Storytelling is an important aspect of community engagement – that’s why Inform is the first step on the participation ladder. Storytelling cultivates a foundational understanding of an engagement topic, the parameters and criteria for engagement, and sheds inspiration for engagement. For better participation projects, cities should tell these stories in more informative, interactive, and immersive ways.
4 ways to tell better stories about community participation
1. Storytelling should lead with emotions
Start by thinking about the emotions you want to elicit with the story you are trying to tell. For example, if you’re working on a neighborhood planning project, you might want to elicit people’s memories of the area so they can share the elements they want to keep and those they want to see improved, like this placemaking project did in Philadelphia. Moreover, you can make your projects more personal by introducing City Managers alongside their profile photos and contact information to add a ‘human touch’ and lend credibility and transparency to the project.
TIP: Be careful not to include every factual detail of the project, or you may end up diluting and overcomplicating the story. The first step is to entice the readers by piquing their interest in your story and project.
2. Clarity is key to good civic engagement storytelling
Once your community starts taking interest in your project(s), the rest of your story should be clear enough to follow and understand. There should be a central call to action in your story, and your tone should match your target audience – consider a more casual, fun tone if you’re trying to reach school-age youth, for instance. It should also be intuitive to follow the layout and structure of your project; for this, you’ll want to use appropriate headers, sub-headers, and images and make these layouts and structures consistent across different projects. Most importantly, consider the accessibility of the texts and images you are using while crafting the story. They should be easily readable by both people and screen readers.
Example of a city providing detailed information about the skating ground & material used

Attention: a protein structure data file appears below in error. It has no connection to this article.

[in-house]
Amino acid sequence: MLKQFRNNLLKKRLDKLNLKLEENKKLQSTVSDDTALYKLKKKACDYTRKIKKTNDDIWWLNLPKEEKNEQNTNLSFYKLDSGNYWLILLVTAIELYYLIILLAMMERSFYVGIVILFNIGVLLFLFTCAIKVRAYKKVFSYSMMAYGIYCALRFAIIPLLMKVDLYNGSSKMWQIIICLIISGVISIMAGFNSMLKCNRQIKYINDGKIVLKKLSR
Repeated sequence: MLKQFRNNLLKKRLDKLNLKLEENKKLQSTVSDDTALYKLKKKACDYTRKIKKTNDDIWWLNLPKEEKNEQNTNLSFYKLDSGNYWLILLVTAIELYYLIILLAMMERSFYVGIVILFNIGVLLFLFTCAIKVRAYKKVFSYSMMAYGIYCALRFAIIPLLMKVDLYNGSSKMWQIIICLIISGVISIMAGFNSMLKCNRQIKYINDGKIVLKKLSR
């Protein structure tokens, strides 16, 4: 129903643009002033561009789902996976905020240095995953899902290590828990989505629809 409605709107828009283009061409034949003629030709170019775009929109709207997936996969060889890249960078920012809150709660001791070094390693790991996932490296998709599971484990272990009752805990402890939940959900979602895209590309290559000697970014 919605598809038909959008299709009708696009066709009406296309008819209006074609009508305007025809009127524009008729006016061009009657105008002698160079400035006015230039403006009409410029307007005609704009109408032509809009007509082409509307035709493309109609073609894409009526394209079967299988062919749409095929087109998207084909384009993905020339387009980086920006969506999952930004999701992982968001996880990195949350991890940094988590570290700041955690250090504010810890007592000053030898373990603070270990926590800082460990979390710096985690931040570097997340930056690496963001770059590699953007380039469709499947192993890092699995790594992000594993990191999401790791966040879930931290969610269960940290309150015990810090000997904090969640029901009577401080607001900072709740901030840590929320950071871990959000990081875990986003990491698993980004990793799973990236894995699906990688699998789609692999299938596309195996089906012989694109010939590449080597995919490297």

3. Keep civic engagement interactive
The clarity of a project’s story is important for communicating its foundation and the parameters of the engagement project, but clarity is not enough to inspire people to action. That’s why having immersive and interactive content is a key factor in your storytelling. Photos, infographics, presentations, and videos can help you tell your story in a more engaging and emotive way.
If your project has multiple sub-stories and details, you can use third-party services to provide interactive options to explore more details related to the project. Integrating online mapping tools such as ESRI and collaborative documents such as Google Docs or Konveio can make your storytelling more visual and interactive. When your project has numerous figures and complex financial details, you can include data visualization tools such as Power BI or Data Studio and make it easier for your readers to understand those numbers.
Example of a city providing an online map of their bike spaces as part of their project on improving the area’s bike lanes
4. Update often about civic engagement progress and results
Even after augmenting your stories with visuals and interactive experiences, your journey of informing the participants is not yet finished. Community participation is a process, new information will come up along the way, and it is important to regularly keep your community informed of those updates. These new updates can be highlighted as part of your project descriptions. With the use of phases or timelines in your engagement process, the participants can clearly understand what they can do at each stage. Along the way, the cities can also use emails and other official feedback mechanisms to keep the community in the loop.
At the end of the project, it is crucial for the city managers to share the results of the engagement project with the participants. This builds trust and motivates the participants to engage in future projects.
Example of a city providing highlighted updates to ensure the community is in the loop with the progress
Increase levels of civic engagement in your city today
Using clear narratives and storytelling principles, you can set your civic engagement projects up for success from beginning to end. By leading with emotions, providing clarity, staying interactive, and closing feedback loops on a digital community engagement platform like CitizenLab’s, you’ll be able to meet your community where they are and make engagement exciting.
Want to learn more about digital community engagement? Read more: